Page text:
Good Morning America Show Featuring Jackson State University Culminates with Surprise $100K Donation from Mars, Incorporated and SNICKERS®

JACKSON, MississippiGood Morning America Co-Anchor Michael Strahan traveled to Jackson State University to celebrate Homecoming with the Tigers during a live broadcast of the show. During the broadcast, the University was surprised with the announcement that Mars is donating $100,000 in support of the JSU Emergency Gap Fund.

“America’s Historically Black Colleges and Universities like JSU are vital resources in educating an increasingly diverse workforce and the business community can step up to support diversity in higher education,” said Anton Vincent, President of Mars Wrigley, North America. “I am extremely proud to call Jackson home where my parents Dr. George and Pearl Vincent taught as JSU professors for 25 years. It is a privilege and an honor to give back to the legacy of JSU through the iconic Mars Snickers brand.”

The Jackson State University Gap Emergency Fund was created to help students who face a financial gap after all their financial aid and scholarships have been applied toward tuition. The program also provides financial support to students for emergency expenses, such as unexpected illness and accidents and economic hardships.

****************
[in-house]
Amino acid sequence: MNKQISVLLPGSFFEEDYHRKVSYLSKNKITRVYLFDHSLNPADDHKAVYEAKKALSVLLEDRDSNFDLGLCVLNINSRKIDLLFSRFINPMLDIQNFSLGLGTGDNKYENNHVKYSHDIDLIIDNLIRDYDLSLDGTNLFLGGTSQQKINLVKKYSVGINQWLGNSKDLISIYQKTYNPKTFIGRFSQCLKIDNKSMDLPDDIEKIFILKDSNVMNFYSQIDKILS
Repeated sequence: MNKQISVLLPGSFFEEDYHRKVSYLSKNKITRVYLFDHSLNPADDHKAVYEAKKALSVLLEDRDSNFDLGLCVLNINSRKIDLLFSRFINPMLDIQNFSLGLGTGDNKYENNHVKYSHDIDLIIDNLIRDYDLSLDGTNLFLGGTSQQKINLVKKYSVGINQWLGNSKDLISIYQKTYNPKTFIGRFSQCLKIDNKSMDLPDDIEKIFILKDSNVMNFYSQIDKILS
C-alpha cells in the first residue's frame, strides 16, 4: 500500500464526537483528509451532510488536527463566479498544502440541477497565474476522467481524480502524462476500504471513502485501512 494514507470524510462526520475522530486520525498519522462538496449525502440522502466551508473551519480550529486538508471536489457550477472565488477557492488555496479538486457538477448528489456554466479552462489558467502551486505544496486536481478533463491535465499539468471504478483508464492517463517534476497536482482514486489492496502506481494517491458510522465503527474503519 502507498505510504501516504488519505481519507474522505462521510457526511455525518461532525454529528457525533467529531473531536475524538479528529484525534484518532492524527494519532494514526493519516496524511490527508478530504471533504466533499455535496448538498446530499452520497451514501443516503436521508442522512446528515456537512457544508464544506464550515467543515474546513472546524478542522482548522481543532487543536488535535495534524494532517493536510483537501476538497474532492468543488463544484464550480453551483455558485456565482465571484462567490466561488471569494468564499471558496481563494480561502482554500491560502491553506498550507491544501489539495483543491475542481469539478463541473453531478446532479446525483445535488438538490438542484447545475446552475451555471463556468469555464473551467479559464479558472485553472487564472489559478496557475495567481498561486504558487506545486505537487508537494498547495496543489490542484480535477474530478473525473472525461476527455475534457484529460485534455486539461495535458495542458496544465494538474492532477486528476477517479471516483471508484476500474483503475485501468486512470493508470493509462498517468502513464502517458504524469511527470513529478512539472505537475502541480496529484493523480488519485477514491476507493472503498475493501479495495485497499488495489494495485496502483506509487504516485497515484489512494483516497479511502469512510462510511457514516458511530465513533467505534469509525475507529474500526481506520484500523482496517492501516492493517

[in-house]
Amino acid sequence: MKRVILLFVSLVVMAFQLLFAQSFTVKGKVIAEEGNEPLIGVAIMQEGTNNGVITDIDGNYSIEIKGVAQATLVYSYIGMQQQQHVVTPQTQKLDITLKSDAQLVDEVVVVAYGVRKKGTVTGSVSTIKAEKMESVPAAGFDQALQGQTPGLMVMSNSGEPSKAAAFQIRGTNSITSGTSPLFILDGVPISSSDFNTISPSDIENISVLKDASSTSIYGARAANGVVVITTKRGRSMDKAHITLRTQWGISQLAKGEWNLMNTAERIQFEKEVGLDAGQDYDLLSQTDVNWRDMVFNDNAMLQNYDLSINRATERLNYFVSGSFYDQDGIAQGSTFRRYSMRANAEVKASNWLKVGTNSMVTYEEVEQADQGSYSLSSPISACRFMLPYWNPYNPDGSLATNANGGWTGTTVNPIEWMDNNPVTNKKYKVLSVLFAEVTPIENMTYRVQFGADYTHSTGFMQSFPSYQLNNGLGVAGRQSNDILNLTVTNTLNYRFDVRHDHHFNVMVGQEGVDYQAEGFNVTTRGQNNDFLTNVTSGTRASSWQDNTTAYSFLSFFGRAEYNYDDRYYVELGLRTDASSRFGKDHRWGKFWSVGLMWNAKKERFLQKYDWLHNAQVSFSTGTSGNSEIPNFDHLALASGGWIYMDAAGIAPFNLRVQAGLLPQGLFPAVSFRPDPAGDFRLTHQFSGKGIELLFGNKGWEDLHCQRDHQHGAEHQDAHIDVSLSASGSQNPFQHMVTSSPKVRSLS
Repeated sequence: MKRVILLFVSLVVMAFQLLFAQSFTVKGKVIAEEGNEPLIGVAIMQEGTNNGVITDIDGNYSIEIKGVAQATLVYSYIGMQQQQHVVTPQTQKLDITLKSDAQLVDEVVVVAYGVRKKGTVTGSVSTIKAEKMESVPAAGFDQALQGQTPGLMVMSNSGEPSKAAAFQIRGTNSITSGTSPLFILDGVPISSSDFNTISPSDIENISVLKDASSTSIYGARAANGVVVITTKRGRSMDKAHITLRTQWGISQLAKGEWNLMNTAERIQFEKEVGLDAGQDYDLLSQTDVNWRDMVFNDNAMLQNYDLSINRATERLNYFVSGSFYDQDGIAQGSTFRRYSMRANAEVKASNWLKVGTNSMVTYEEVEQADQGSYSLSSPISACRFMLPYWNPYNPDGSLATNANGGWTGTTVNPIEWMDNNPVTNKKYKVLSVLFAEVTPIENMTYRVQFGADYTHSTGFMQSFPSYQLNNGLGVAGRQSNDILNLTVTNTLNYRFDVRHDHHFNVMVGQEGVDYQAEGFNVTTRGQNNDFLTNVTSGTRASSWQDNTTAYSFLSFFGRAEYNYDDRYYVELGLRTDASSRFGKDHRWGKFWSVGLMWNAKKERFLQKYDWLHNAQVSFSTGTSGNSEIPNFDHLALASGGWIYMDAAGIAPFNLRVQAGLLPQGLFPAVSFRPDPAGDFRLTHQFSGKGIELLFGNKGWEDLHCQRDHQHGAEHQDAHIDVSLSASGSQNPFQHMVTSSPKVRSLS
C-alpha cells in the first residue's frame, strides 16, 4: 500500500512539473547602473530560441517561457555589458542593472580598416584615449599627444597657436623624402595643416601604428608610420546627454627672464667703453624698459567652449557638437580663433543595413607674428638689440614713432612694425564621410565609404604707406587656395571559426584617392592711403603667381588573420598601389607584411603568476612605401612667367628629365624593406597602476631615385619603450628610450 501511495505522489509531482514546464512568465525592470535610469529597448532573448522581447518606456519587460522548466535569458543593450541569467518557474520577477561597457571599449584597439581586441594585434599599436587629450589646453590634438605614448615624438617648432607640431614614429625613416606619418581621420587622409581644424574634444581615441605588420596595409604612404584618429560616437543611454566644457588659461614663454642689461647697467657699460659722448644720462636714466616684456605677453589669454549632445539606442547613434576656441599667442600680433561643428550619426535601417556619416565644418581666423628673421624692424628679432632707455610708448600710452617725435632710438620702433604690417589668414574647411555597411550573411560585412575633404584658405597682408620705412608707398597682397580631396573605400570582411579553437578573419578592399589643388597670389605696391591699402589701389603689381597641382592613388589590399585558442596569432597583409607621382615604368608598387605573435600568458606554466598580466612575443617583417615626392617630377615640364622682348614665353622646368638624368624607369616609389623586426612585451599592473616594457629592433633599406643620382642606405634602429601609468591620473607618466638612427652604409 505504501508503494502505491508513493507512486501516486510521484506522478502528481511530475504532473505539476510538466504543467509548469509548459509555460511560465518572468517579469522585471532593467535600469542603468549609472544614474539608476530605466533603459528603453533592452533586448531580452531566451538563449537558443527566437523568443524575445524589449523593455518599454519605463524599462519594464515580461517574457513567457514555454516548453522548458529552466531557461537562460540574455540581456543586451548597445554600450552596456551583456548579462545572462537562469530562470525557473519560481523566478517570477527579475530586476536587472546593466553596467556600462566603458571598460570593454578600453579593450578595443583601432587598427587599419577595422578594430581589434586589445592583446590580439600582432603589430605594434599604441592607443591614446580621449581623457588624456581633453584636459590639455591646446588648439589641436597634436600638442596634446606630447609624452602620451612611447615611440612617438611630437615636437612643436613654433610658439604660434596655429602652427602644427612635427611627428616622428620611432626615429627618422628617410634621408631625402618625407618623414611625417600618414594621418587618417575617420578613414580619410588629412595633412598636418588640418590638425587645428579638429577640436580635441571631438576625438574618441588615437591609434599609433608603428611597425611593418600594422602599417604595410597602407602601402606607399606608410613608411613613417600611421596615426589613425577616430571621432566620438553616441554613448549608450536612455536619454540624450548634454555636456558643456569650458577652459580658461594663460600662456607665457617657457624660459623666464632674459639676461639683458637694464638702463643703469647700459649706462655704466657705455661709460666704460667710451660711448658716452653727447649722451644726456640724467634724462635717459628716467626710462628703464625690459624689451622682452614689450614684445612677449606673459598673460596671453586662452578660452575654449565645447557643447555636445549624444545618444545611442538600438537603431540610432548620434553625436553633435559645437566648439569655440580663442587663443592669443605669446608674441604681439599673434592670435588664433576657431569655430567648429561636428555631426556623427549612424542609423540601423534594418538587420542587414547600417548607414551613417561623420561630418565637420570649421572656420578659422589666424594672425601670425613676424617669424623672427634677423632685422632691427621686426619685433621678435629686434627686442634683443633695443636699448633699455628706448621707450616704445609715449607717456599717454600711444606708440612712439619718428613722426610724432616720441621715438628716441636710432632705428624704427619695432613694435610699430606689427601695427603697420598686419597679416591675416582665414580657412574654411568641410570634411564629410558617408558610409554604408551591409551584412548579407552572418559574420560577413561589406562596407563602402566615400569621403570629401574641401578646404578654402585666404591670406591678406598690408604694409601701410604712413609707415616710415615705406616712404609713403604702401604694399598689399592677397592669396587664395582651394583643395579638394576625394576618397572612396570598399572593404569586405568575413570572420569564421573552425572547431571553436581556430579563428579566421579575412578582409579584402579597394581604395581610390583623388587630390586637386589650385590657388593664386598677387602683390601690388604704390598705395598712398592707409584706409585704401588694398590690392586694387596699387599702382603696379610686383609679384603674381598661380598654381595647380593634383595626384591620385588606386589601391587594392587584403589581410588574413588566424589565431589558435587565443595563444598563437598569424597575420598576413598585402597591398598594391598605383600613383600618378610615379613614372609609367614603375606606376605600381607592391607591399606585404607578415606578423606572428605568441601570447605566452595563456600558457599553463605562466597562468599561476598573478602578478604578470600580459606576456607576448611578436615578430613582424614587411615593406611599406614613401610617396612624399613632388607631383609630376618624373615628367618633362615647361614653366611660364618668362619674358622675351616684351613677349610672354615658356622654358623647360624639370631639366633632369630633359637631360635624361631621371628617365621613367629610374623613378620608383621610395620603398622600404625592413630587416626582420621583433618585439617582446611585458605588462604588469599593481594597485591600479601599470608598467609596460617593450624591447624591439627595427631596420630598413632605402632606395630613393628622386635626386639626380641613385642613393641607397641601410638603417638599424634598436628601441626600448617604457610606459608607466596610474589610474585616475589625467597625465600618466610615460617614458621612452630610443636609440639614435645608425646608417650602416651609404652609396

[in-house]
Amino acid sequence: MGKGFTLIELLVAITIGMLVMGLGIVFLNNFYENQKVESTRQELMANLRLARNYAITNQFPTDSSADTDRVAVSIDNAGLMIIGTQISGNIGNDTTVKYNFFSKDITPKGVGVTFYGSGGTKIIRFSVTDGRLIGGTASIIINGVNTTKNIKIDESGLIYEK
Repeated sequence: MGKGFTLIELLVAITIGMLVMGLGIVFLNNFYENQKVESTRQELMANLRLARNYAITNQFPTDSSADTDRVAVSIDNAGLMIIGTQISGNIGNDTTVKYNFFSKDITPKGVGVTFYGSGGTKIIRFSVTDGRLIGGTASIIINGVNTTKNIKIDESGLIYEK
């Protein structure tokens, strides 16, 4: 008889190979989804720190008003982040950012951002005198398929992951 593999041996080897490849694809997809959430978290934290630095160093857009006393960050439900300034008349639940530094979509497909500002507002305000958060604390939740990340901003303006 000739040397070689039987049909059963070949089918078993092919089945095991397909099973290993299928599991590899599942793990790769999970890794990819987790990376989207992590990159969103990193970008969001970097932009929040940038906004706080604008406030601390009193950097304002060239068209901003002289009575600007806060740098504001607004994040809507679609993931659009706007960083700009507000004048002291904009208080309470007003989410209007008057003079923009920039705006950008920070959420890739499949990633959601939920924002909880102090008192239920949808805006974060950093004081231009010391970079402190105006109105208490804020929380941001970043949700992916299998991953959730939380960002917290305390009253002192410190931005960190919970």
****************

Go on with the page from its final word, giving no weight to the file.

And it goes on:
Director of Public Relations Rachel James-Terryand Chief Communications Officer Alonda Thomas accepted the check on behalf of the University.

“There are a lot of students that have financial need when it comes to paying for college. Just a little bit of money can help ensure that they can stay in school, and that’s what this money is going to go towards. Thank you to Mars and Snickers for this generous gift,” said Thomas.

Coach Deion Sanders, appearing with student athletes Travis Hunter and Shedeur Sanders, discussed his mission to not only train student athletes, but to guide boys into becoming men.

“Oftentimes these young men come in with all types of histories and a lot of them are un-fathered, and we’ve got to build them and mold them and shape them so they’re men,” said Sanders. “So you may send me a boy, but through the trials and tribulations and the teachings, we’re going to send you back a man.”

During the show the Sonic Boom of the South, the Prancing J-Settes, the JSU Cheerleaders and students helped Strahan kick-off the morning on a spirited note. Senior student Marvin Meda was prepared to talk about his experiences serving as the first Latino head drum major for the marching band when the subject flipped to him specifically.

“Marvin is an outstanding student. He has been met with a lot of challenges, but he has definitely met those challenges head on in stride and the future is very bright for that young man,” said JSU Director of Bands Roderick Little, Ph.D.

Good Morning America surprised Meda by bringing his mother, Blanca Nieves Meda; brother Kevin Garcia Meda, and former high school band director Carlton Williams to town all the way from Dallas, Texas for the occasion.

“Seeing how Marvin was passionate about the band – not just his own section, but the whole band, that’s what put our eyes on him as being leadership material,” said Williams. “We’re just so proud of him.”